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Google/YouTube

Google will reportedly pay up to $200 million to settle FTC YouTube investigation

The platform was accused of illegally collecting children's data to serve them ads without their parent's consent.

Aug 31, 2019, 11:54 am

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Mikael Thalen 

Mikael Thalen

Google is set to pay an amount between $150 and $200 million in order to settle a Federal Trade Commission (FTC) investigation into YouTube over allegations that the platform violated a children’s privacy law, Politico reports.

The FTC is said to have approved the settlement with a 3-2 vote along party lines. The deal has since been sent to the Department of Justice (DOJ) for review, per standard protocol.

The settlement follows claims from child advocacy and privacy groups in 2018, alleging that YouTube illegally collected children’s data in violation of the Children’s Online Privacy Protection Act in order to serve them ads without their parent’s consent.

If confirmed, the $200 million fine would constitute a major increase in such penalties. The company behind the popular TikTok app was fined just $5.7 million in February for similarly violating children’s privacy laws.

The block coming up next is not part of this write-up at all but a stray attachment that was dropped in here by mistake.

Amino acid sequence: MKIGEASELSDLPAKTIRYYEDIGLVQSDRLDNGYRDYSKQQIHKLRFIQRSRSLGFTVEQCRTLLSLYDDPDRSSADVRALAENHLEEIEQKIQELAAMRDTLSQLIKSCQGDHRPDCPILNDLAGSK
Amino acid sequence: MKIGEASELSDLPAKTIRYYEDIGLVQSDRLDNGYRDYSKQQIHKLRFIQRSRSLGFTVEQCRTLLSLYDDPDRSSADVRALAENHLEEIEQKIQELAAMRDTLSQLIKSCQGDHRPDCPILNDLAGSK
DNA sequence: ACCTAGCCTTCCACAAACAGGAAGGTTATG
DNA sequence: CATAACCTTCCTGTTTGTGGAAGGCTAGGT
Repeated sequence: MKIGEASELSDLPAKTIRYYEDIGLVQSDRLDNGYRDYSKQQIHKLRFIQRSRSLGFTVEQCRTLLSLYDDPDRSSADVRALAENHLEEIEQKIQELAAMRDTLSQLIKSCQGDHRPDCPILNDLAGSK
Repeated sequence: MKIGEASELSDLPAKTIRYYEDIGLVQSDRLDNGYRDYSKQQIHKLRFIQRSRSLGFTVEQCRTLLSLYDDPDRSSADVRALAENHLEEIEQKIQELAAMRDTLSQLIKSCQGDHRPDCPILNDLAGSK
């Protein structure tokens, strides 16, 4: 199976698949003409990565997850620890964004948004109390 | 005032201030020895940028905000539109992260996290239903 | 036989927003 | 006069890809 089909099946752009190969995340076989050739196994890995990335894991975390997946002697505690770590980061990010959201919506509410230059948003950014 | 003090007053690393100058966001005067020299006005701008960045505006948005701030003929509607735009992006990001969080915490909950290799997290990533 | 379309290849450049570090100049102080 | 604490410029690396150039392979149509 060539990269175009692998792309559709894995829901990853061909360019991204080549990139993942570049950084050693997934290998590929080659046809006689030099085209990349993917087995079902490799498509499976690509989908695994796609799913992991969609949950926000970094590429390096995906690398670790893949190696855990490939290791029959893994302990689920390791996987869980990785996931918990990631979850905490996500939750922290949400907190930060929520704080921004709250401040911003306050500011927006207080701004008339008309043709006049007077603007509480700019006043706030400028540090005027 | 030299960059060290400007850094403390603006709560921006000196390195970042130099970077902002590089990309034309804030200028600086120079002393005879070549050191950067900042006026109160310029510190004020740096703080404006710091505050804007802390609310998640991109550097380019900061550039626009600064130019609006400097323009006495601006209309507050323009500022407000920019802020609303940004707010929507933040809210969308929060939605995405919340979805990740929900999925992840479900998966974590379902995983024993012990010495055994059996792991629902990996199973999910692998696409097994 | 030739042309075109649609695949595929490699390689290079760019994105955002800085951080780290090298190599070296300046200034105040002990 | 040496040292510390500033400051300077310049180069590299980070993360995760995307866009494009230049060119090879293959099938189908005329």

But not everyone is happy with the FTC’s settlement with Google. Jeff Chester, executive director of the Center for Digital Democracy, argued to Politico that the reported fine was a mere slap on the wrist.

The punishment should’ve been at least half a billion dollars,” Chester said. “It’s scandalous. It sends the signal that you in fact can break a privacy law and get away largely scot-free.”

In July, the FTC also hit Facebook with a $5 billion fine over privacy issues, such as the Cambridge Analytica scandal. Although the fine was the largest ever given to a tech company, critics likewise argued that the massively wealthy company should have paid more.

It was also reported by Bloomberg in August that YouTube is in the process of finalizing plans to remove targeted ads from videos aimed toward children.

The video platform also received major criticism after it was discovered in early 2019 that pedophiles were using the comment section on children’s videos to communicate with one another.

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*First Published: Aug 31, 2019, 11:54 am